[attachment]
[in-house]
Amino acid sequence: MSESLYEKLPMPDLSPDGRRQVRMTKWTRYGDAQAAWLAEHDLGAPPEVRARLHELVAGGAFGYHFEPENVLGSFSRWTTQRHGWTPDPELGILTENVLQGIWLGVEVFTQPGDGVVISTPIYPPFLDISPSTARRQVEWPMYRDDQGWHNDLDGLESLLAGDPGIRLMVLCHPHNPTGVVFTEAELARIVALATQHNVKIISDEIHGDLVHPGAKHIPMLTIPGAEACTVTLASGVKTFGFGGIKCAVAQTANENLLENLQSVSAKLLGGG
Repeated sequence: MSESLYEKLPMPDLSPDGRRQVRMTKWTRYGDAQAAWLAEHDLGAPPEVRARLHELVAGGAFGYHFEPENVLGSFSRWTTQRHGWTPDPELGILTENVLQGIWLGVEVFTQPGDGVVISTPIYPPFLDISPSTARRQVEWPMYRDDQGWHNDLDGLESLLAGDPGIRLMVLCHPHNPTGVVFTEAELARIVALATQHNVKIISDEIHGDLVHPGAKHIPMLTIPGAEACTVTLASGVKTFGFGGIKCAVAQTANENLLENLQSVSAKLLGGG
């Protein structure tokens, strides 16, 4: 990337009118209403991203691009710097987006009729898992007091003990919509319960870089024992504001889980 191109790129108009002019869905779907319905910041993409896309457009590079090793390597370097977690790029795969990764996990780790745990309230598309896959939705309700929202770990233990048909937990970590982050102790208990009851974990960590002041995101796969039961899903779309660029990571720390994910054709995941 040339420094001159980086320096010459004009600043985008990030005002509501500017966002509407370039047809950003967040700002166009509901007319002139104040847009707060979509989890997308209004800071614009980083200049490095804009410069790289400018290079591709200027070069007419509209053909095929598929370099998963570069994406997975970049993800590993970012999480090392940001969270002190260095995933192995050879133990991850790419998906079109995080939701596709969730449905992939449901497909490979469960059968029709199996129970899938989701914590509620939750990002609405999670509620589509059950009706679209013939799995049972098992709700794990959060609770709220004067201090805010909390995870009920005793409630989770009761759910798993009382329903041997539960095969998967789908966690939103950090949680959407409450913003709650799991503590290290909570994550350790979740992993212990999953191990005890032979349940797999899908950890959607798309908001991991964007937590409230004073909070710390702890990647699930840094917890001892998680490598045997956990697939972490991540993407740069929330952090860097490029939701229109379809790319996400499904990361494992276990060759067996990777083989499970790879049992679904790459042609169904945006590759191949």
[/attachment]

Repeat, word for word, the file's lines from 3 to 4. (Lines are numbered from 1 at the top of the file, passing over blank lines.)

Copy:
Repeated sequence: MSESLYEKLPMPDLSPDGRRQVRMTKWTRYGDAQAAWLAEHDLGAPPEVRARLHELVAGGAFGYHFEPENVLGSFSRWTTQRHGWTPDPELGILTENVLQGIWLGVEVFTQPGDGVVISTPIYPPFLDISPSTARRQVEWPMYRDDQGWHNDLDGLESLLAGDPGIRLMVLCHPHNPTGVVFTEAELARIVALATQHNVKIISDEIHGDLVHPGAKHIPMLTIPGAEACTVTLASGVKTFGFGGIKCAVAQTANENLLENLQSVSAKLLGGG
């Protein structure tokens, strides 16, 4: 990337009118209403991203691009710097987006009729898992007091003990919509319960870089024992504001889980 191109790129108009002019869905779907319905910041993409896309457009590079090793390597370097977690790029795969990764996990780790745990309230598309896959939705309700929202770990233990048909937990970590982050102790208990009851974990960590002041995101796969039961899903779309660029990571720390994910054709995941 040339420094001159980086320096010459004009600043985008990030005002509501500017966002509407370039047809950003967040700002166009509901007319002139104040847009707060979509989890997308209004800071614009980083200049490095804009410069790289400018290079591709200027070069007419509209053909095929598929370099998963570069994406997975970049993800590993970012999480090392940001969270002190260095995933192995050879133990991850790419998906079109995080939701596709969730449905992939449901497909490979469960059968029709199996129970899938989701914590509620939750990002609405999670509620589509059950009706679209013939799995049972098992709700794990959060609770709220004067201090805010909390995870009920005793409630989770009761759910798993009382329903041997539960095969998967789908966690939103950090949680959407409450913003709650799991503590290290909570994550350790979740992993212990999953191990005890032979349940797999899908950890959607798309908001991991964007937590409230004073909070710390702890990647699930840094917890001892998680490598045997956990697939972490991540993407740069929330952090860097490029939701229109379809790319996400499904990361494992276990060759067996990777083989499970790879049992679904790459042609169904945006590759191949």